Word cloud showing data breach and other cybersecurity terms

DoD cybersecurity standards may apply to you, even if you don’t handle classified information.

If you’re a business which has contracts with the Department of Defense or federal government, you may need to take a closer look at your current cybersecurity situation. Over the past few years, the DoD has worked with the National Institute of Standards and Technology (NIST) to develop a new cybersecurity standard, known as NIST 800-171, for themselves, and for contractors that work with them.

The DoD and federal government depend upon outside contractors to handle a variety of needs. And many of these contractors work with subcontractors to handle the workload. With so many parties involved, it’s no surprise leaks happen. However, the DoD understandably would like to see confidential information handled more carefully—even information that isn’t labeled “classified.” Specifically, the DoD is interested in what it calls “Controlled but Unclassified Information,” or “CUI.”

How do you know if your business handles CUI?

CUI covers a broad range of material, from documents pertaining to purchase orders to manufactured goods. Broadly speaking, anything which might cost the United States an economic advantage through the loss of financial information or intellectual property can be considered CUI. This also includes technical drawings or documents marked “for official use only.” Because these documents are so pervasive, it’s almost a given that if your business handles any sort of contract with the DoD or federal government, you handle CUI and NIST 800-171 applies to you.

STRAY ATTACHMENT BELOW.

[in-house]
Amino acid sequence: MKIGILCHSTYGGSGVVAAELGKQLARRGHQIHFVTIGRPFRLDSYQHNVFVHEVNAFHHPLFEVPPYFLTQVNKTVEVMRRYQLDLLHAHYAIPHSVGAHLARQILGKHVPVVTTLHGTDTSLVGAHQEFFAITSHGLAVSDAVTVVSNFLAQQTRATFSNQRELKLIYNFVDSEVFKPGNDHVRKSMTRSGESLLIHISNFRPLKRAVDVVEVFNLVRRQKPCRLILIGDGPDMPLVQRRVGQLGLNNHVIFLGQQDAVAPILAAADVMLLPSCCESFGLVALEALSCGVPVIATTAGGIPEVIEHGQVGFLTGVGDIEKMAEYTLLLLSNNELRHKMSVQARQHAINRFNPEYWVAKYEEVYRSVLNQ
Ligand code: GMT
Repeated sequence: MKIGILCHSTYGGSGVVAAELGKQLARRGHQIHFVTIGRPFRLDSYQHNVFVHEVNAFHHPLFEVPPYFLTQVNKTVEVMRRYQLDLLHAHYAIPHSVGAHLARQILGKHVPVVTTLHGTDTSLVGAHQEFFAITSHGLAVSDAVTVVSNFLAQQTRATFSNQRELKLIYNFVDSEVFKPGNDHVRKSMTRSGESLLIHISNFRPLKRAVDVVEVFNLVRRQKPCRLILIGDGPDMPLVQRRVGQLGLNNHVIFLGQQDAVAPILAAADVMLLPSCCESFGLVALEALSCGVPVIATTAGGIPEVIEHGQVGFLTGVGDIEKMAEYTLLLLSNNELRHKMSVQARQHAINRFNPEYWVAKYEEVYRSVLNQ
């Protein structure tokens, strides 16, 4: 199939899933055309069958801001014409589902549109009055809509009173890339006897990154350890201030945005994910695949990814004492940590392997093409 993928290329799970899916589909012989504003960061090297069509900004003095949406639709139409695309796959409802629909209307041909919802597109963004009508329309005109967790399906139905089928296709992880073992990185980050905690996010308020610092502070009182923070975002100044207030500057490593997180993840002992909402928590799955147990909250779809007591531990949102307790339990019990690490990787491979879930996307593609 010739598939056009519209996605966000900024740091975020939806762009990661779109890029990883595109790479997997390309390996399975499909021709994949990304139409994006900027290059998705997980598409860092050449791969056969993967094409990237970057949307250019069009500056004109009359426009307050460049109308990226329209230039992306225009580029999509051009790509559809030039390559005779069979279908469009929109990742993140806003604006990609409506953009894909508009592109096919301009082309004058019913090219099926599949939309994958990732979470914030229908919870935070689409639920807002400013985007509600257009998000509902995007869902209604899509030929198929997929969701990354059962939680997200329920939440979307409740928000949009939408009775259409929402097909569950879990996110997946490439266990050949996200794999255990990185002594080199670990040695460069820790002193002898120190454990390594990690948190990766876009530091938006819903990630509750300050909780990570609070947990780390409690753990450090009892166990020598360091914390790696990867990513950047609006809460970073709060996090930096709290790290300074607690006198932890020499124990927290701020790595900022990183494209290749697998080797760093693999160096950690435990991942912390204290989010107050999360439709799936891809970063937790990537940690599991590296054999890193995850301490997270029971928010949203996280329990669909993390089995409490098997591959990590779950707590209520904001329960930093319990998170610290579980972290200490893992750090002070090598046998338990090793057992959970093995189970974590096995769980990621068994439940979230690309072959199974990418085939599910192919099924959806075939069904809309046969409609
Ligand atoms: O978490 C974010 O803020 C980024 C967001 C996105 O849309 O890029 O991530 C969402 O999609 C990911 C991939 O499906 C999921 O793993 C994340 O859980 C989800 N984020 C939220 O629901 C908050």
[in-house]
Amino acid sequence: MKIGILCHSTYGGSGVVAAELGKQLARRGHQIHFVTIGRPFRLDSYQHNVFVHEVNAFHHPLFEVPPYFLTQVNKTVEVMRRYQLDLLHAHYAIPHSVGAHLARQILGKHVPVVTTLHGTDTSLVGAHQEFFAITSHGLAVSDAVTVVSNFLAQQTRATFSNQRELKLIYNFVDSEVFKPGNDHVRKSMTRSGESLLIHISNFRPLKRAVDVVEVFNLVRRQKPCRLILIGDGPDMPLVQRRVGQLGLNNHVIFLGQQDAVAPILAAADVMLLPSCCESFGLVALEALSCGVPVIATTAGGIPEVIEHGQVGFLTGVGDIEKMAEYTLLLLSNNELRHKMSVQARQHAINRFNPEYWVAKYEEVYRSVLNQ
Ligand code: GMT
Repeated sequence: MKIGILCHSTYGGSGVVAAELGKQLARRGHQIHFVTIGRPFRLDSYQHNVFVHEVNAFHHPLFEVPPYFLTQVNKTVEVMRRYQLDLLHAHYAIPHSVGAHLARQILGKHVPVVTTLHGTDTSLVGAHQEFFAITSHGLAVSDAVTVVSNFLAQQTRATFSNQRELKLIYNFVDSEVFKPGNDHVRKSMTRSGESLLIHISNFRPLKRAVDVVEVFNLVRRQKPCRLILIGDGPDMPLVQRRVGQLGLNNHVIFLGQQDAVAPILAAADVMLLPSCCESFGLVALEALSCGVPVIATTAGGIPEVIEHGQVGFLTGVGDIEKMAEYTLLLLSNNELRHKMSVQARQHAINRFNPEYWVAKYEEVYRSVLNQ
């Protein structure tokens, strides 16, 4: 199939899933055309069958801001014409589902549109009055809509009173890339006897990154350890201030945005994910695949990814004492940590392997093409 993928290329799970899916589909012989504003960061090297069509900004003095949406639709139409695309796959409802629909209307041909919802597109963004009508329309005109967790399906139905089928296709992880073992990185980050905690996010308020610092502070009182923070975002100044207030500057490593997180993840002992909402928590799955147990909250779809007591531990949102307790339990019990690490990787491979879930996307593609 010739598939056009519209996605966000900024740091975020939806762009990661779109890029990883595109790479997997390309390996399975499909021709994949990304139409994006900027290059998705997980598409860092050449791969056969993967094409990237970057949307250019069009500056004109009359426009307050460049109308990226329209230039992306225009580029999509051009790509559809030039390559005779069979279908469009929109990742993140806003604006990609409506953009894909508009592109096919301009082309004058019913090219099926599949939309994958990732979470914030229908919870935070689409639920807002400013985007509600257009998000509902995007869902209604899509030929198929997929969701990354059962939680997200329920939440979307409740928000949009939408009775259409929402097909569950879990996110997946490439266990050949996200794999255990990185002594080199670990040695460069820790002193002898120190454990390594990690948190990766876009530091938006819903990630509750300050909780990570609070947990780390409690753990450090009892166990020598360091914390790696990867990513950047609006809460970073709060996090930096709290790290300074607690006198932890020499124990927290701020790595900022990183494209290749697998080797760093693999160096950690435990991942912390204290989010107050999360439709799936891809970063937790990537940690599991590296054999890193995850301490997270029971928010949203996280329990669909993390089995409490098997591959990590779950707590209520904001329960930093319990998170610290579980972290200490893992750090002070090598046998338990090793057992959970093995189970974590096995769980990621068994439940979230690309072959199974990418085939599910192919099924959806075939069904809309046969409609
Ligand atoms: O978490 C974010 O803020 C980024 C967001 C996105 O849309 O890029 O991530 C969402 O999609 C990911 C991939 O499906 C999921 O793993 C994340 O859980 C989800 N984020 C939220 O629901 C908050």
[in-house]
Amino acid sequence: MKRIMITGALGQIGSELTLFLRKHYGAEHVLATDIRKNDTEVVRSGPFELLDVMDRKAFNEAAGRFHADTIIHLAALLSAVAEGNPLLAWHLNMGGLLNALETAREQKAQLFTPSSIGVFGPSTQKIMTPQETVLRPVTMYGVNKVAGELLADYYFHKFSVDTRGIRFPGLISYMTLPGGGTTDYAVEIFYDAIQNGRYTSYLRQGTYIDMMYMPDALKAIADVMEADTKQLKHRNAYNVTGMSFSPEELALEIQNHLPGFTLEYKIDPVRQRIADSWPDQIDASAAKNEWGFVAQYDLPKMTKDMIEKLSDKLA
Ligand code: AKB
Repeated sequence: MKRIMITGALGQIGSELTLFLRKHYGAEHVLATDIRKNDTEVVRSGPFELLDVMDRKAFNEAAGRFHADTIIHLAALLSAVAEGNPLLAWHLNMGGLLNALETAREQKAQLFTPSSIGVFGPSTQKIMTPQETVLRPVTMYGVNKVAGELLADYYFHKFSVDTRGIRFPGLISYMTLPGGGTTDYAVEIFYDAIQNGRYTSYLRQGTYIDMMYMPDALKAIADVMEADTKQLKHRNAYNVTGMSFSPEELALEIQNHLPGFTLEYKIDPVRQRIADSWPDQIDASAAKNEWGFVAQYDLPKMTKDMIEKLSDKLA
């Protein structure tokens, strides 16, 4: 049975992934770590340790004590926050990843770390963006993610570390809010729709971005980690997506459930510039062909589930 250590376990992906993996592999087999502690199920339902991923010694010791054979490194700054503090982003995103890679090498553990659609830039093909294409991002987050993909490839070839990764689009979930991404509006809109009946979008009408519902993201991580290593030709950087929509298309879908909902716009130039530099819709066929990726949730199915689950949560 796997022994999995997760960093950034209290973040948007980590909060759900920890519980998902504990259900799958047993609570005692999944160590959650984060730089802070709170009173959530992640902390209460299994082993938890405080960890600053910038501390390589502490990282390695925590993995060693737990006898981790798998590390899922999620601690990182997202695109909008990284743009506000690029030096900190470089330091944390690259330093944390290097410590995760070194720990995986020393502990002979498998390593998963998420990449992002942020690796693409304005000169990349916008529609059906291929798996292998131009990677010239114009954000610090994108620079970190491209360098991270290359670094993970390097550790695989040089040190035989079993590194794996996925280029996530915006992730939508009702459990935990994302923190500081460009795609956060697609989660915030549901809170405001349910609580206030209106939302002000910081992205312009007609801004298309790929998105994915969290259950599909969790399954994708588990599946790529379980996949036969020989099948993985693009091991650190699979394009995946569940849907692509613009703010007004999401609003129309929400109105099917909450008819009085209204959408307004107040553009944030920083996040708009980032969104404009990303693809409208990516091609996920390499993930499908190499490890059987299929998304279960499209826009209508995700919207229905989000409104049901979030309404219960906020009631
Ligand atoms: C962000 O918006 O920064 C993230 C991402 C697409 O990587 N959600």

This comes as a surprise to many businesses who (understandably) believe the DoD cybersecurity standards are only meant to protect classified information. Similarly, many businesses may be unaware that these guidelines are intended for them if they work as subcontractors for businesses handling DoD or federal government contracts. Even if your business does not work directly with the DoD or federal government, if you handle these contracts through an intermediary the cybersecurity standards apply to you.

How can your business meet DoD cybersecurity standards?

You can review the NIST 800-171 guidelines for yourselves, but many of the requirements take expert knowledge to understand and meet. We can help your business evaluate their DoD cybersecurity qualifications to see if they’re up to date. If you have more questions, take a look at our FAQ page or contact us to begin the assessment process.

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